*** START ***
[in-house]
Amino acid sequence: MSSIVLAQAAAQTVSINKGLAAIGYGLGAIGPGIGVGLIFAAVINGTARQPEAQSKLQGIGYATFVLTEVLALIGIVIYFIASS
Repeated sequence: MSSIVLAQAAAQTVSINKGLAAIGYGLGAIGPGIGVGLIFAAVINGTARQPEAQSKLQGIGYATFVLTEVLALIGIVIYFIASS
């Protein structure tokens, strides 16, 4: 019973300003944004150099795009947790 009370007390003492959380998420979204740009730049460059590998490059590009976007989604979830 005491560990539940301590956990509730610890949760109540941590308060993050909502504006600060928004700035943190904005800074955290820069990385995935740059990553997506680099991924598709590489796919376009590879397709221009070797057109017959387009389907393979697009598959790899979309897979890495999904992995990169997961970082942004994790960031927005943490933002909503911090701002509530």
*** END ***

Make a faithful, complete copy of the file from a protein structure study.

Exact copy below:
[in-house]
Amino acid sequence: MSSIVLAQAAAQTVSINKGLAAIGYGLGAIGPGIGVGLIFAAVINGTARQPEAQSKLQGIGYATFVLTEVLALIGIVIYFIASS
Repeated sequence: MSSIVLAQAAAQTVSINKGLAAIGYGLGAIGPGIGVGLIFAAVINGTARQPEAQSKLQGIGYATFVLTEVLALIGIVIYFIASS
């Protein structure tokens, strides 16, 4: 019973300003944004150099795009947790 009370007390003492959380998420979204740009730049460059590998490059590009976007989604979830 005491560990539940301590956990509730610890949760109540941590308060993050909502504006600060928004700035943190904005800074955290820069990385995935740059990553997506680099991924598709590489796919376009590879397709221009070797057109017959387009389907393979697009598959790899979309897979890495999904992995990169997961970082942004994790960031927005943490933002909503911090701002509530």